Historical Trauma and Transformation
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Seminar Programme



Anthro - History, Crises and Futures Webinar

Wednesday, 8 September 2021

In this webinar Dr Mosa Phadi, Dr Emery Kalema and Dr Shaheed Tayob reflect on the role of history and anthropology as disciplines and methods at the present conjuncture of political and environmental crises, and the pandemics of race violence, GBV and Covid-19, and the contribution these disciplines can make to charting out a different, more hopeful future.  


National Woman's Day Webinar​

"Women in Solitary: Inside the Female Resistance to Apartheid" ​​
Wednesday, 11 August 2021 

Shanthini Naidoo speaks about her book Women in Solitary: Inside the Female Resistance to Apartheid (2020). She explains that the minimisation of women’s contribution in the fight against apartheid triggered her research. She highlights the everyday sacrifices and contributions made by ‘ordinary’ women and explores the bigger story of South Africa's unprocessed collective trauma through the stories of four women activists who were imprisoned under apartheid's laws. Nomfundo Mogapi contributed her profound insights on trauma and its transgenerational wounding in her response and Dr Azille Coetzee shared her expertise on feminism and women’s resistance in hers.

                                                        Webinar Replay

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Webinar Speakers: Shanthini Naidoo, Nomfundo Mogapi

Chair: Prof Pumla Gobodo-Madikizela, Dr Azille Coetzee (Studies in Historical Trauma & Transformation, Stellenbosch University)​

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"Post-Conflict Hauntings" Virtual Book launch webinar
"Reflecting on historical trauma and living with the haunting power of the past"
Wednesday, 14 April 2021 


Post-Conflict Hauntings brings together a collection of interdisciplinary contributions to reflect on the haunting of post-conflict memory from the perspective of diverse country case studies including South Africa, Rwanda, Zimbabwe, Northern Ireland, North and South Korea, Palestine and Israel, America, and Australia.

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Webinar Speakers: Prof Stephen Frosh (University of London), Dr Thando Njovane (Rhodes University), Dr Stephen David (Stellenbosch University), Dr Kim Wale (Stellenbosch University)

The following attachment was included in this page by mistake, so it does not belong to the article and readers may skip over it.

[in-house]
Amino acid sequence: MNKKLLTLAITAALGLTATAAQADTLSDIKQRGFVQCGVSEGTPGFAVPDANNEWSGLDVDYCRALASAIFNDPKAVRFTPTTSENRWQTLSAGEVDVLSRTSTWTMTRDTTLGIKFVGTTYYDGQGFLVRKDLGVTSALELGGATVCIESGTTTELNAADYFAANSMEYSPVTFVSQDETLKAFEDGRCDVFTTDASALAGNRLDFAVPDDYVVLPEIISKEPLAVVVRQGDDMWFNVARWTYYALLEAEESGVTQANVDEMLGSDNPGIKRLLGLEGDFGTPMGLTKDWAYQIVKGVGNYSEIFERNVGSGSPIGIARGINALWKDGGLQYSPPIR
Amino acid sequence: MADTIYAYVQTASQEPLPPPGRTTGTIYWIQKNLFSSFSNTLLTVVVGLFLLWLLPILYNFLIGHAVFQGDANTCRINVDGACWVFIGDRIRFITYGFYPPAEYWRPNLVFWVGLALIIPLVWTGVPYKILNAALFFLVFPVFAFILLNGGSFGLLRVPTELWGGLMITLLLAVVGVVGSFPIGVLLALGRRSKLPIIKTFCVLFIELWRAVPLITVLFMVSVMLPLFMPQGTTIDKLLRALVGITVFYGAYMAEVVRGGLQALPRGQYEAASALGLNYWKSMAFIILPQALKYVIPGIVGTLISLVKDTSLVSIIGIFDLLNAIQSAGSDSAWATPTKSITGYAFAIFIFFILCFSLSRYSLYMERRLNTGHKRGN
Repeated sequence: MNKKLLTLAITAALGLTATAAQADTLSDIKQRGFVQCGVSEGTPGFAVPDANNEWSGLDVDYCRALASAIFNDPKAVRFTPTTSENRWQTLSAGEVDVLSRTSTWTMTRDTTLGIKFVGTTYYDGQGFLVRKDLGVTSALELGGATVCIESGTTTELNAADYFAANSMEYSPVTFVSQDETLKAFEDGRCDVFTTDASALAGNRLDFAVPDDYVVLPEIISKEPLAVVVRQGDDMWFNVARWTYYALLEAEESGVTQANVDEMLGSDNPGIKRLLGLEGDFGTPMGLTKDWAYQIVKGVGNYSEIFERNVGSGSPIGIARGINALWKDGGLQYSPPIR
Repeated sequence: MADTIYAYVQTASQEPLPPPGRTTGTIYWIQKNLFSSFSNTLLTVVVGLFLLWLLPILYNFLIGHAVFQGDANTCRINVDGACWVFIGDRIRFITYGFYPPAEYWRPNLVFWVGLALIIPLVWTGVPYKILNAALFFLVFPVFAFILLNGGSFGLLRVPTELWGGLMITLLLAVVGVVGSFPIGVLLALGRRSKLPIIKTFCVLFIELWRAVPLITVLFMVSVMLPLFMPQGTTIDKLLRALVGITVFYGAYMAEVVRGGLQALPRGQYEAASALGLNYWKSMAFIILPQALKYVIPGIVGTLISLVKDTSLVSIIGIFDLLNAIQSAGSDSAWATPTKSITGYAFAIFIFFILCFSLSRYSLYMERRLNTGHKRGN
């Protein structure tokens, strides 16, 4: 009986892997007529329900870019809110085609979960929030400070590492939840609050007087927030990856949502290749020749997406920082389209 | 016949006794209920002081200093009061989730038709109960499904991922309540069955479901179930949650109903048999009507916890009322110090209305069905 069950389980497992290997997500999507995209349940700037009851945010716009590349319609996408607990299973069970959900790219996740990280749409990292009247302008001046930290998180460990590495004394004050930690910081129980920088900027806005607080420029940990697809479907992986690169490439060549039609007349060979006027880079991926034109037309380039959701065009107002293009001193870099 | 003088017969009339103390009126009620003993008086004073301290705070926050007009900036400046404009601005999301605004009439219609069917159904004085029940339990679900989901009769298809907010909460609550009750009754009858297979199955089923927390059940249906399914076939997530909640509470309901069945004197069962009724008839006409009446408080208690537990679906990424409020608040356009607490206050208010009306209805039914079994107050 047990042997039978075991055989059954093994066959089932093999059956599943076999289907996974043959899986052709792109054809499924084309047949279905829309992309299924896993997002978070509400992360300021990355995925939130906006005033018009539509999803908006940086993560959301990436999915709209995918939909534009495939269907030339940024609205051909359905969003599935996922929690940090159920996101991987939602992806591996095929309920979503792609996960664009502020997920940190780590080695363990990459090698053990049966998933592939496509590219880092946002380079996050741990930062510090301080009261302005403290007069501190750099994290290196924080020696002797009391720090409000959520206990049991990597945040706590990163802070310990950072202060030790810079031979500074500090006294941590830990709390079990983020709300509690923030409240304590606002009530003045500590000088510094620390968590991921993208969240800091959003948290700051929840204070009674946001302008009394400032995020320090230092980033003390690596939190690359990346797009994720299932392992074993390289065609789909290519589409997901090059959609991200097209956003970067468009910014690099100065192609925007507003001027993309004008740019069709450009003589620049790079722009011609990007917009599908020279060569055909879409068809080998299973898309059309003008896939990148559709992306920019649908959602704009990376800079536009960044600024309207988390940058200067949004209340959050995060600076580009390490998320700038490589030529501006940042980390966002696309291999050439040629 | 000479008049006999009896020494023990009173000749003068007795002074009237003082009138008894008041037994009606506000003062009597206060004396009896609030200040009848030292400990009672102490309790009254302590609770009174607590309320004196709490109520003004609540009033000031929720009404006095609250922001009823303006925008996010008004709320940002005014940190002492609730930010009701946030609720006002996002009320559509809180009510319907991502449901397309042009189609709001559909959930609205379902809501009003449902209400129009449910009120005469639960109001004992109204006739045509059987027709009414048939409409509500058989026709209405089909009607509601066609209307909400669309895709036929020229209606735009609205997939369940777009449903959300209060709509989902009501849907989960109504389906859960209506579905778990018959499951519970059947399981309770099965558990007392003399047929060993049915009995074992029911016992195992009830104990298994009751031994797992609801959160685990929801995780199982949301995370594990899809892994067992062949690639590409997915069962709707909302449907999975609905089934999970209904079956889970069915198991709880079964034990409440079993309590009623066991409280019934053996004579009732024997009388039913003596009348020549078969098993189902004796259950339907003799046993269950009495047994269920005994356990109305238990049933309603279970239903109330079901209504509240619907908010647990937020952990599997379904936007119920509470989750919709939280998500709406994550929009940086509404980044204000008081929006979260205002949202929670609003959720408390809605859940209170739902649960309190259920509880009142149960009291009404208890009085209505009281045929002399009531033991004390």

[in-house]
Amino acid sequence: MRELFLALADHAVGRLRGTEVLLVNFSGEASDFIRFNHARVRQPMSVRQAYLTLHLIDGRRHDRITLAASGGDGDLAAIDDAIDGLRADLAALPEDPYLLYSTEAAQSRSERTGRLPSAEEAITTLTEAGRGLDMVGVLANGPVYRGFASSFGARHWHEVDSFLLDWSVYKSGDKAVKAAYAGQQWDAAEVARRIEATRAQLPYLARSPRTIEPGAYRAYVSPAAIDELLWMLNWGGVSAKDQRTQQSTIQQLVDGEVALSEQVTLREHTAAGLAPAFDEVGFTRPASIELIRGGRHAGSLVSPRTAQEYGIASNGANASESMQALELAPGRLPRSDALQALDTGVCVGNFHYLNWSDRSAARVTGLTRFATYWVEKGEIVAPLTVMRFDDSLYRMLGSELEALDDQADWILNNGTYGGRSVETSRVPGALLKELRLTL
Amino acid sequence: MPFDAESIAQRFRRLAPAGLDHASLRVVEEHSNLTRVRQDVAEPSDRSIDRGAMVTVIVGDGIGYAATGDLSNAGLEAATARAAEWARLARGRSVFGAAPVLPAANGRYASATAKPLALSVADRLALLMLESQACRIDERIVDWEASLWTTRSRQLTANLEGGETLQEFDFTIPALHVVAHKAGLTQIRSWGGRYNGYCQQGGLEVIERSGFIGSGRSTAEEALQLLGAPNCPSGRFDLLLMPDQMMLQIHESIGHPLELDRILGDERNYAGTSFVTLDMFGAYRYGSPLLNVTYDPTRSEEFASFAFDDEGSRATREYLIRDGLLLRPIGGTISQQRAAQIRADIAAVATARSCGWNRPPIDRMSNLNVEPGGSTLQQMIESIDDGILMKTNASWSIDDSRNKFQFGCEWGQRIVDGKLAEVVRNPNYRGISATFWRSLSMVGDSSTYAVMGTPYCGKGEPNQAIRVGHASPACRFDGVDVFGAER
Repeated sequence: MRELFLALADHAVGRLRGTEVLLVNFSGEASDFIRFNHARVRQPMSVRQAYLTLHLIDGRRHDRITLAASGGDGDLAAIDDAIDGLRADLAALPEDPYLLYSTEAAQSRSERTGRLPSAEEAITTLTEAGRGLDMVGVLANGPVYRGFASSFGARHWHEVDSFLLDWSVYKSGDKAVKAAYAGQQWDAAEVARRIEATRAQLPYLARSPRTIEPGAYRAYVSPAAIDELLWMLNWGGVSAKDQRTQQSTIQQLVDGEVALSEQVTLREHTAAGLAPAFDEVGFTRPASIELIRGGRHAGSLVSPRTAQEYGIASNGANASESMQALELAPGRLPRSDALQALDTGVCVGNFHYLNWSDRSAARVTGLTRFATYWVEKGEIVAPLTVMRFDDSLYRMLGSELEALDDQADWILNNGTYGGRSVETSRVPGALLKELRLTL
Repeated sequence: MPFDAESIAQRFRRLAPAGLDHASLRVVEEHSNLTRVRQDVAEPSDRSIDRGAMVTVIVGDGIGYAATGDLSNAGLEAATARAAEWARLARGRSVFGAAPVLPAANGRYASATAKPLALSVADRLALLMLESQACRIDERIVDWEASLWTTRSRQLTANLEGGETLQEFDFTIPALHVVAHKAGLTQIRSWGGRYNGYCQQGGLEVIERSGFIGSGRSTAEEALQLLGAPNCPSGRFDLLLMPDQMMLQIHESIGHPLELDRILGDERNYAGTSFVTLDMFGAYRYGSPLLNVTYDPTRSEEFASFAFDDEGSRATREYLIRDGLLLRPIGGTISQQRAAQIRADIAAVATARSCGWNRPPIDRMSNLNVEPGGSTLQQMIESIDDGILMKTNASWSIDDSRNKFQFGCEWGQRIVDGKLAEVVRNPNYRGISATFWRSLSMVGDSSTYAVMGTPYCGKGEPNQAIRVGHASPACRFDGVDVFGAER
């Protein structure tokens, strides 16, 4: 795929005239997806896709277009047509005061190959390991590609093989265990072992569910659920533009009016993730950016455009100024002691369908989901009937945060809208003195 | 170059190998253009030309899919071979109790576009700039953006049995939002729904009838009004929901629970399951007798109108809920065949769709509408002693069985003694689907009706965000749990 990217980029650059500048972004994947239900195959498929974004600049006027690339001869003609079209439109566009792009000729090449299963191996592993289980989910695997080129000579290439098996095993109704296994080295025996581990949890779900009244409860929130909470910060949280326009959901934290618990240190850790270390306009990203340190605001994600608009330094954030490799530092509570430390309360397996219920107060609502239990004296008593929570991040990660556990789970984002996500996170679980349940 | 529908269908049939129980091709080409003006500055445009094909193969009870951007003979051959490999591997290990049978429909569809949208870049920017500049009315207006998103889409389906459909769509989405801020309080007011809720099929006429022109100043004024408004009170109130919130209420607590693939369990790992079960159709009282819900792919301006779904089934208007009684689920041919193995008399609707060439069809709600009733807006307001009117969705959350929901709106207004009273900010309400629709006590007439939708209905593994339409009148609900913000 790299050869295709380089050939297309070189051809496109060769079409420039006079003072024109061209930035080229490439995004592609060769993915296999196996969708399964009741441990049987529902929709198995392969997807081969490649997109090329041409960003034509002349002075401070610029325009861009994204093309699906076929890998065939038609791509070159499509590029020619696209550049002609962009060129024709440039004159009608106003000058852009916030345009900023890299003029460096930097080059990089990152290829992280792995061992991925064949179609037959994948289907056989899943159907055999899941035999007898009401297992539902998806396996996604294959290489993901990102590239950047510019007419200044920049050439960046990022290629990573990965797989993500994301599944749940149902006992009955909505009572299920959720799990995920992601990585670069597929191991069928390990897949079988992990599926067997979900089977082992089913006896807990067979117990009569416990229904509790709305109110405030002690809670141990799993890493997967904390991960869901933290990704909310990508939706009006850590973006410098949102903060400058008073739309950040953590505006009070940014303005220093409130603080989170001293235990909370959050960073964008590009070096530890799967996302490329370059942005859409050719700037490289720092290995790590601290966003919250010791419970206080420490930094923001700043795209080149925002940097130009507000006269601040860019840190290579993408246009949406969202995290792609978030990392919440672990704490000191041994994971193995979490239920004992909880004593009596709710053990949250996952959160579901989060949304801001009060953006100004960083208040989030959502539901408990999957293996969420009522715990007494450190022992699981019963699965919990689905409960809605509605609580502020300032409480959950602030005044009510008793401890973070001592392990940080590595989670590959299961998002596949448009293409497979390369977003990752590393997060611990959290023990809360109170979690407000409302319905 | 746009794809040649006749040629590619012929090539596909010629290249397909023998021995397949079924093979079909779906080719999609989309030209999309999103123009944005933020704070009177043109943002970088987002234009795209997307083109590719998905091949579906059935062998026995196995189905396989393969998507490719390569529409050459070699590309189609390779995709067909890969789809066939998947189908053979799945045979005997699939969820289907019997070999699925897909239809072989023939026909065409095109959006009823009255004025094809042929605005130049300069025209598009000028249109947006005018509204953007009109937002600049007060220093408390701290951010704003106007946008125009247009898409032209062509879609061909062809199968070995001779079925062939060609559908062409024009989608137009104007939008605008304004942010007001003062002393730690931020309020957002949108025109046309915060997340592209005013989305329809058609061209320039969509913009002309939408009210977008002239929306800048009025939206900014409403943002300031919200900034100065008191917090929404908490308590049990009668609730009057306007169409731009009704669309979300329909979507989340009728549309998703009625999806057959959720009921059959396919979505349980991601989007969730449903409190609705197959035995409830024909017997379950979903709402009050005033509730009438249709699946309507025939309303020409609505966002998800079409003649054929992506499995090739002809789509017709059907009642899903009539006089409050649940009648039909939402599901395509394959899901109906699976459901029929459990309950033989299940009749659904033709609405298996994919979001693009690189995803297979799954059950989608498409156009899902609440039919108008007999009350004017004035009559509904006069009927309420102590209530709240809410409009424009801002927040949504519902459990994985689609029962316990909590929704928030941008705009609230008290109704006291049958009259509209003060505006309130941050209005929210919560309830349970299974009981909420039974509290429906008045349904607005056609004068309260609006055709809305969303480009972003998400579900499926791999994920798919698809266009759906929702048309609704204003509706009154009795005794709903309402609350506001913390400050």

Chair: Dr Melike Fourie (Studies in Historical Trauma & Transformation, Stellenbosch University)

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Social Justice and Gender Research: Decolonial Feminist Possibilities. 

Wednesday, 17 March 2021

Webinar Speakers: Professor Floretta Boonzaier (UCT) & Professor Puleng Segalo (UNISA)

Resondents: Professor Peace Kiguwa (Wits) & Professor Catriona Macleod (RU)

Chairs: Dr Melike Fourie & Dr Samantha van Schalkwyk (Studies in Historical Trauma & Transformation, Stellenbosch University) 

Go to our video page on this site | View the video on YouTube.


Studies in Historical Trauma & Transformation hosted a panel discussion for International Women’s Month titled Social Justice and Gender Research: Decolonial Feminist Possibilities. The conversation focused on what social justice means in the context of decolonial feminist research. Panelists spoke to the potential of decolonial feminist research/methodologies/practice for working towards forms of social justice that disrupt oppressive systems of power.​

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Webinar Speakers: Professor Floretta Boonzaier (UCT) & Professor Puleng Segalo (UNISA)

Respondents: Professor Peace Kiguwa (Wits) & Professor Catriona Macleod (RU)

Chairs: Dr Melike Fourie & Dr Samantha van Schalkwyk  (Studies in Historical Trauma & Transformation, Stellenbosch University)

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ENGAGE|DISENGAGE Intergenerational Conversations about
Apartheid Trauma

Wednesday, 25  November 2020


Go to our video page on this site | View the video on YouTube here

Studies in Historical Trauma and Transformation collaborated with Stellenbosch University’s Visual Arts Department by inviting third year students to ‘listen’ to the stories that are currently featured in the digital exhibition, Through the Eyes of Survivors of Apartheid: Life Despite Pain and Suffering. This conversation draws on ways in which the students engaged with the stories and the storytellers and the possibilities for human connection that emerge from these encounters. Dr. Marietjie Oelofsen is a post-doctoral fellow at the Studies in Historical Trauma and Transformation unit and the curator of the digital exhibition, Through the Eyes of Survivors of Apartheid: Life Despite Pain and Suffering. She was in conversation with: